Tay Thuong: Making Vietnamese Waves in Little Saigon [CLOSED]

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Vietnamese Restaurant Sign Orange County

Tay Thuong serves central Vietnamese food in highly competitive Little Saigon.

As soon as we entered Tay Thuong and saw the wavy green and white DNA helix pattern on the walls, it became instantly obvious that we’d been there before. No other restaurant would replicate that design element, at least on purpose. They had to be inherited. And so they were, from the previous tenant, a more than respectable Vietnamese chicken specialist called Grand. The name Tay Thuong refers to a town in central Vietnam that’s depicted in painting. It’s also the hometown of the restaurant’s previous owner. Dennis Tran and Will Pham bought Tay Thuong, and based on our experience, they’re fitting successors.

Banh Beo Chen ($3.50) abound in Little Saigon, and Tay Thuong tops a good, delicate version of steamed rice flour pancakes with minced shrimp and crispy fried onions.[/caption]

Vietnamese Food Orange County

Hu Tieu ami Hai San ($6) was a light rice noodle soup with clear, peppery broth, tender catfish chunks, firm squid, sweet shrimp, scallions and crisp Vietnamese celery.

Vietnamese Food Orange County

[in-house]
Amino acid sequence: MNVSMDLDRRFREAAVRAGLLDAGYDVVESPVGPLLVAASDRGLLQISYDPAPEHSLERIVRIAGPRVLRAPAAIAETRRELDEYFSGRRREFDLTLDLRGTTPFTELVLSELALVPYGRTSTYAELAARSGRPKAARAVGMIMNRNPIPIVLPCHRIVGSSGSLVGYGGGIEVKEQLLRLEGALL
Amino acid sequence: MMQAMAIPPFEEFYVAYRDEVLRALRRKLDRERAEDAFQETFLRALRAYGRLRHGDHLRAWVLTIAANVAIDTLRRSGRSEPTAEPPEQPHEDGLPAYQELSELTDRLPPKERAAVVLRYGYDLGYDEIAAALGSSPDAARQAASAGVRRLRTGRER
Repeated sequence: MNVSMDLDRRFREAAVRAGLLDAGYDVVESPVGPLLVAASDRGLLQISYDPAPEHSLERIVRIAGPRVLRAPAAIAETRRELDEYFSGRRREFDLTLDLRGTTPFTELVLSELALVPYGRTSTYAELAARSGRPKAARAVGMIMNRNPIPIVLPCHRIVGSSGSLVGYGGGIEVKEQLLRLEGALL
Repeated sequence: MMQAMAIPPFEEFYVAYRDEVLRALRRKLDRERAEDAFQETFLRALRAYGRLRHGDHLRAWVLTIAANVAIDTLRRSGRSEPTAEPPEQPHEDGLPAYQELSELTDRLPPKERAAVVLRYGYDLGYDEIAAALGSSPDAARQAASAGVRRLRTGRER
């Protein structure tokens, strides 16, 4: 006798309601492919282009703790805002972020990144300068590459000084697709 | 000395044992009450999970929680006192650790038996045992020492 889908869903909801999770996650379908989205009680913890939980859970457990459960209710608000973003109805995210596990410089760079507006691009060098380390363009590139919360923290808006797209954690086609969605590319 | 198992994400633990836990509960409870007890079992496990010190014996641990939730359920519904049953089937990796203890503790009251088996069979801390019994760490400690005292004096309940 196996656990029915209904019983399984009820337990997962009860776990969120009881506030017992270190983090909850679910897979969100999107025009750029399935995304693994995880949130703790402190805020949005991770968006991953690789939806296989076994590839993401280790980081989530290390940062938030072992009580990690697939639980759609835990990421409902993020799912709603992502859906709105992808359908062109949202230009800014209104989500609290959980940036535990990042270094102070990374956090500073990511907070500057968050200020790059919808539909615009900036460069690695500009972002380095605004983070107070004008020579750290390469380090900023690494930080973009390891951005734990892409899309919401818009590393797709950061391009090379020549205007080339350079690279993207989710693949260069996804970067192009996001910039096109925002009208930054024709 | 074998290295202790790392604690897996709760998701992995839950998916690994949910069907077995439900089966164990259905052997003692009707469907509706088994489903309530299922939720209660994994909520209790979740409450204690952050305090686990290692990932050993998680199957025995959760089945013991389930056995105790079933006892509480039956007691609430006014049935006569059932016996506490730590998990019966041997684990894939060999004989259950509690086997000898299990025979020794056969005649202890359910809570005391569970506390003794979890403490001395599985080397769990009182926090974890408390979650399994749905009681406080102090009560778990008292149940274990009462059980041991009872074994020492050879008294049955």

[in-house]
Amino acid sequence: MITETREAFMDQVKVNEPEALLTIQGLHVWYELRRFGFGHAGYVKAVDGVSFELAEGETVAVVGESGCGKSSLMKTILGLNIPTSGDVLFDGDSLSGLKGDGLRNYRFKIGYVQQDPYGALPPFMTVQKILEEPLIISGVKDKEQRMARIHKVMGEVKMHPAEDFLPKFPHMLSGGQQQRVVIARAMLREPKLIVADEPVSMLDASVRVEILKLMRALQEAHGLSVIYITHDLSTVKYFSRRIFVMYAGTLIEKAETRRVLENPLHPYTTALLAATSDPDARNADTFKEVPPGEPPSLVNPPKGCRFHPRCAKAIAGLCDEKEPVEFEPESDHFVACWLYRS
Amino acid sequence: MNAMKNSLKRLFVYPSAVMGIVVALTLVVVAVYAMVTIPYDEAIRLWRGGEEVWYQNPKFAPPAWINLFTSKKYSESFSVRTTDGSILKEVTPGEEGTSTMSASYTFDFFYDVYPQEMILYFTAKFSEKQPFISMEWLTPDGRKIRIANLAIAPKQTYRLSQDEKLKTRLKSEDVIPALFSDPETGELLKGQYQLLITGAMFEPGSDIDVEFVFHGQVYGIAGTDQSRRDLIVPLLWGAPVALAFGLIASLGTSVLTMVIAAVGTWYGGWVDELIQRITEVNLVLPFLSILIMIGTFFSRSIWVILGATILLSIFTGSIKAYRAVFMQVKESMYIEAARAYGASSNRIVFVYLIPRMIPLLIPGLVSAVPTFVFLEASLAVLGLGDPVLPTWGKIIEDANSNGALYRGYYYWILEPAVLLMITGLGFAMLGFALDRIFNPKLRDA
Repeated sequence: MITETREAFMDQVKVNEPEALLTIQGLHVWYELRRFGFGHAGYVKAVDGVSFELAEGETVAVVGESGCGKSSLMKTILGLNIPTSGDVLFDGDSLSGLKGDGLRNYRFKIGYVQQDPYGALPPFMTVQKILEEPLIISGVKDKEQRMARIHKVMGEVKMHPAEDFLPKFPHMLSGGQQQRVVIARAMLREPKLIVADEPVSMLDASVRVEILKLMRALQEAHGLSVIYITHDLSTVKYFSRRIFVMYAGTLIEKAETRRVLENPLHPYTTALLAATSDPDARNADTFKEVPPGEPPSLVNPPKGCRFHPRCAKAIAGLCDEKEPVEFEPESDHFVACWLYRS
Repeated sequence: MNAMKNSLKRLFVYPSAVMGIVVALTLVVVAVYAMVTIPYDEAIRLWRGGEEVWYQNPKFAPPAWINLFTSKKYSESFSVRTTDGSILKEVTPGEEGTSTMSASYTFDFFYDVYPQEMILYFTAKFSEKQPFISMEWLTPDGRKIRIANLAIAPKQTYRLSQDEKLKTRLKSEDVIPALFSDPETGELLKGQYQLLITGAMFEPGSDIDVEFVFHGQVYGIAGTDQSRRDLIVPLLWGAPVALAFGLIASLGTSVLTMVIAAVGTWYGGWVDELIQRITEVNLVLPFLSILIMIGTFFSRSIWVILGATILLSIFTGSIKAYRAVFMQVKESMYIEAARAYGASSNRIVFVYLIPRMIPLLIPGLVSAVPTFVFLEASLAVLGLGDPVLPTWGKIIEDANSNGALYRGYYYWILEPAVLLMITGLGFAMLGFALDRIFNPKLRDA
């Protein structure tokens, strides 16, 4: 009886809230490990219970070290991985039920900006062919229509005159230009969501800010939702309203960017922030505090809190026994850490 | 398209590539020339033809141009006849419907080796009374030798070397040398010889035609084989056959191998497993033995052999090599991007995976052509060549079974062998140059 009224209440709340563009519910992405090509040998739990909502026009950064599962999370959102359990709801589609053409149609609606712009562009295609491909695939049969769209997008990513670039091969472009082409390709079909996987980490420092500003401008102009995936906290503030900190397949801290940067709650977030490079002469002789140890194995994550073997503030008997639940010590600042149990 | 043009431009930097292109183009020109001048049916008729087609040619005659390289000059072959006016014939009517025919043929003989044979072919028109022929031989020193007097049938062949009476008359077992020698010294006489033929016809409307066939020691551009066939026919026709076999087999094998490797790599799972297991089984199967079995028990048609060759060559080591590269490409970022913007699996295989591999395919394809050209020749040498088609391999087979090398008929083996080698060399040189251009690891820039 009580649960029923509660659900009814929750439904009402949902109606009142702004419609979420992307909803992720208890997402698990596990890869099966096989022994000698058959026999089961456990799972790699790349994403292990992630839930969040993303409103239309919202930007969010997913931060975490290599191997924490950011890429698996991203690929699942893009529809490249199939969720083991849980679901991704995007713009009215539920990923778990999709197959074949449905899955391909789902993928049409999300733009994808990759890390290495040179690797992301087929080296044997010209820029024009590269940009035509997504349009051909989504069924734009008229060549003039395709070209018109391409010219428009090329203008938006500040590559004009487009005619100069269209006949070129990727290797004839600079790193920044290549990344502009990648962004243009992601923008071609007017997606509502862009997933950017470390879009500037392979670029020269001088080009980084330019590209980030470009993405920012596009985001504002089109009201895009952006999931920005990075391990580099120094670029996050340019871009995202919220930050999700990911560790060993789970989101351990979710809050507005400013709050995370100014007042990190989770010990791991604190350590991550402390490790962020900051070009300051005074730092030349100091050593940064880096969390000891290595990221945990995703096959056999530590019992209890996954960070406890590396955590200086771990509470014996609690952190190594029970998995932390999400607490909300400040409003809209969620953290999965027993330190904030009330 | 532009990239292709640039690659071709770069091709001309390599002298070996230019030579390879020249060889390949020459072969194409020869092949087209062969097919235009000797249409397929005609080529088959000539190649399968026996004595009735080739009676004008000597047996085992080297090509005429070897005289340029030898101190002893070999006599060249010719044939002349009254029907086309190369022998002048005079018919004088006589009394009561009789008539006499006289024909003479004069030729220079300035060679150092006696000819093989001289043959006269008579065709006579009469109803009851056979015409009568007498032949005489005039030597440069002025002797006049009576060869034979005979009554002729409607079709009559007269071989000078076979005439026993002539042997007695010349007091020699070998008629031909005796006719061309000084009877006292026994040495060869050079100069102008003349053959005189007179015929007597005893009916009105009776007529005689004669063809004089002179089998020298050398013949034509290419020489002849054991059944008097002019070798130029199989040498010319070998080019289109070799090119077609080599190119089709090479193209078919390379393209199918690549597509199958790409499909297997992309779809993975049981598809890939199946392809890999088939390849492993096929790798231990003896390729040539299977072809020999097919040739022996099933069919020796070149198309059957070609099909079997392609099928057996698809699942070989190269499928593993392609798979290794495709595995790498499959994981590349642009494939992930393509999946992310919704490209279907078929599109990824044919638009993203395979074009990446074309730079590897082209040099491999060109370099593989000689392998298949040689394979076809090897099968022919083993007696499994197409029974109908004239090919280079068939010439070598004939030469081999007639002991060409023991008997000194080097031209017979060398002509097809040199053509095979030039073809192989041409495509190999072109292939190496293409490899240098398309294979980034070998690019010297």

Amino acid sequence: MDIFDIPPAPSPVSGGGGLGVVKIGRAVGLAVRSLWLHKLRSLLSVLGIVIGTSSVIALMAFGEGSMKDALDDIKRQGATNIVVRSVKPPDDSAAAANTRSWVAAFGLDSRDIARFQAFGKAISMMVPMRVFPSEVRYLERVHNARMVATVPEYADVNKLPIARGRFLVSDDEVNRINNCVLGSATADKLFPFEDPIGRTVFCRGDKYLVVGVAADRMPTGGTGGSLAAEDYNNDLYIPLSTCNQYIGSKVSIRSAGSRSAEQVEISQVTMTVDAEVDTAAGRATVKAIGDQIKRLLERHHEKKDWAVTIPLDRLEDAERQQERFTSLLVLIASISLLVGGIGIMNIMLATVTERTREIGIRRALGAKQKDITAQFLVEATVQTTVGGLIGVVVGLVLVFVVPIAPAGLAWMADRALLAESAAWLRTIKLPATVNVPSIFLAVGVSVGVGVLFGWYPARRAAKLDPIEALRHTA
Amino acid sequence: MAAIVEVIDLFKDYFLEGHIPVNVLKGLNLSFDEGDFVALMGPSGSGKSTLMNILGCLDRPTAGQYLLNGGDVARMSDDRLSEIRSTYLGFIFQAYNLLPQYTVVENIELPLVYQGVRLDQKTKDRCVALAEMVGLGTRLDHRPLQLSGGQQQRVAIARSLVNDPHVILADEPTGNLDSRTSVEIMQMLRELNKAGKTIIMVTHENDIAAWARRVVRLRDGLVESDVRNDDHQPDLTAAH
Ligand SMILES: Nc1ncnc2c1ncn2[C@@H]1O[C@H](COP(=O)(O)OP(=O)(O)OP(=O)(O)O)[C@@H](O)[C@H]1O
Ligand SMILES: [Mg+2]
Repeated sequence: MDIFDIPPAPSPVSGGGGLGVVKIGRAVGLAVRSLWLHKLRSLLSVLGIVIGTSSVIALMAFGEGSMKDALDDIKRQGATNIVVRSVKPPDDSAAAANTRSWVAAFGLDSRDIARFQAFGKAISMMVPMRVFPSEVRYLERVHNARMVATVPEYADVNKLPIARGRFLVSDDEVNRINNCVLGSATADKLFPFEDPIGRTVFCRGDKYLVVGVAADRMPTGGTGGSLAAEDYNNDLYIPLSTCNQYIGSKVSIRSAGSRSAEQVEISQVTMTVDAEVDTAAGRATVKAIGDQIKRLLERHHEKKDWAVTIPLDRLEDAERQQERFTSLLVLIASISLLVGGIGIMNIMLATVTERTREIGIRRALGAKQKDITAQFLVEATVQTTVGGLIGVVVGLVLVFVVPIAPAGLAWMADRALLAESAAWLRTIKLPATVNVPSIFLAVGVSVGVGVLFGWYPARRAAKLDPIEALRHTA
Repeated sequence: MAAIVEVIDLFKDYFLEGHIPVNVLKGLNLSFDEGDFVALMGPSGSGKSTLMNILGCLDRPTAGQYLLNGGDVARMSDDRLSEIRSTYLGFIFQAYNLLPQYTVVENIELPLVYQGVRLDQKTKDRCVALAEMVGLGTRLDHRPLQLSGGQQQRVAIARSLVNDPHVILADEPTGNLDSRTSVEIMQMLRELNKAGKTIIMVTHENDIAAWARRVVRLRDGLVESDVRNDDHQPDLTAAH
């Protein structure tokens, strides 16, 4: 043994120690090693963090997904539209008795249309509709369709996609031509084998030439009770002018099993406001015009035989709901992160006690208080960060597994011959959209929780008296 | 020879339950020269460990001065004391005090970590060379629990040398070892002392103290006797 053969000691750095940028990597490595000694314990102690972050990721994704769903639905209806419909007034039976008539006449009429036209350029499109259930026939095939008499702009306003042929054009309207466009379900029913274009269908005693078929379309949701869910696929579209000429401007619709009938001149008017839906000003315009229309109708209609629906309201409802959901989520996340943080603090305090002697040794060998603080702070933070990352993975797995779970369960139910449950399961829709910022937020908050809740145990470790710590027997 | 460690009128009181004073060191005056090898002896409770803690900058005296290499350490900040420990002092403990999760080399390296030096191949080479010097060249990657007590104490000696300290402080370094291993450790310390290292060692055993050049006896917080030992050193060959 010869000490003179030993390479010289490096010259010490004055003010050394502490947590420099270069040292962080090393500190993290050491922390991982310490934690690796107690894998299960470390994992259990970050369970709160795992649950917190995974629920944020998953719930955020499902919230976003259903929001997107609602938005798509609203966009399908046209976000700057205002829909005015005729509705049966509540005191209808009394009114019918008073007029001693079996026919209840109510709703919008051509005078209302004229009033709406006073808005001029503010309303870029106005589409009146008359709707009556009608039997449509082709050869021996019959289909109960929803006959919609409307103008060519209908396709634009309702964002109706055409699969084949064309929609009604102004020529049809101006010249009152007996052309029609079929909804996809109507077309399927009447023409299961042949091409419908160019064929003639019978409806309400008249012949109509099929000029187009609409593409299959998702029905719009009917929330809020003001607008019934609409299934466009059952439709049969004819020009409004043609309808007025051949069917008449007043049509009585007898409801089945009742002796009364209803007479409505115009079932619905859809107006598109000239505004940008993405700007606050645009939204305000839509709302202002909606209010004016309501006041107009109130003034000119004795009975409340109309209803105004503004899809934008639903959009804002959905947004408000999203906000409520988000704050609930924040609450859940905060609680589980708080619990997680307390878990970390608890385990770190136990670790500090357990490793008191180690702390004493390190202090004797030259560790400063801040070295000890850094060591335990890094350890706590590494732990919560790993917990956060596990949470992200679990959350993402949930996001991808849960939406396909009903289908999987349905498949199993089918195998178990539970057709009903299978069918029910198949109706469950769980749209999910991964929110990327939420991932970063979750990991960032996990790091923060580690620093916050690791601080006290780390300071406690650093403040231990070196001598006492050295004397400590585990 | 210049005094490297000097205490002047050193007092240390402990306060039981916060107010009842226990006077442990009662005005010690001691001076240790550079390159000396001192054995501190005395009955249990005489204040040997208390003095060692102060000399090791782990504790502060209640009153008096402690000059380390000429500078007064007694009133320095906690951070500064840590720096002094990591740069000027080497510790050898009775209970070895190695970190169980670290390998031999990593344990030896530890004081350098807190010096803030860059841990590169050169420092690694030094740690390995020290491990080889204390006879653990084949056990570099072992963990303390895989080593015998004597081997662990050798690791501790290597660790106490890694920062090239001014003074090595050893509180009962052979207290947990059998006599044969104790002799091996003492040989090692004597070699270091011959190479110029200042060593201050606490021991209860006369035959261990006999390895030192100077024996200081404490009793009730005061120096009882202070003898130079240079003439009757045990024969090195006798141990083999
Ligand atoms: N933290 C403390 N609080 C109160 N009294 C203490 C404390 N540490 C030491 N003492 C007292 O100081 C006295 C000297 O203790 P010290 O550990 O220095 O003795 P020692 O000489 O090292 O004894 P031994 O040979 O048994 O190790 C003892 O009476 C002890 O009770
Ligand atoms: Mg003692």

Bun Bo Hue ($5) may be the most famous dish from the central Vietnamese city of Hue, and Tay Thuong does this beef noodle soup justice. The broth was appropriately spicy and arrived bobbing with thick vermicelli, sliced beef, beef tendon, pork feet, pork cake, and firm, iron-rich pork blood cubes. Add vegetables to your liking, including crunchy bean sprouts, white and purple cabbage, and cilantro. Squeeze lime for enlightenment.

Vietnamese Drink Orange County

One owner’s family has an eight-acre Riverside farm that yields herbs and fuels beverages like pennywort juice ($2), an herbal, grassy concoction that they wisely sweeten.

We get the sense that even though Tay Thuong is already on its second owner, their combination of variety, value and flavor will last longer than its chicken-centric predecessor.


Joshua Lurie

Joshua Lurie founded FoodGPS in 2005. Read about him here.

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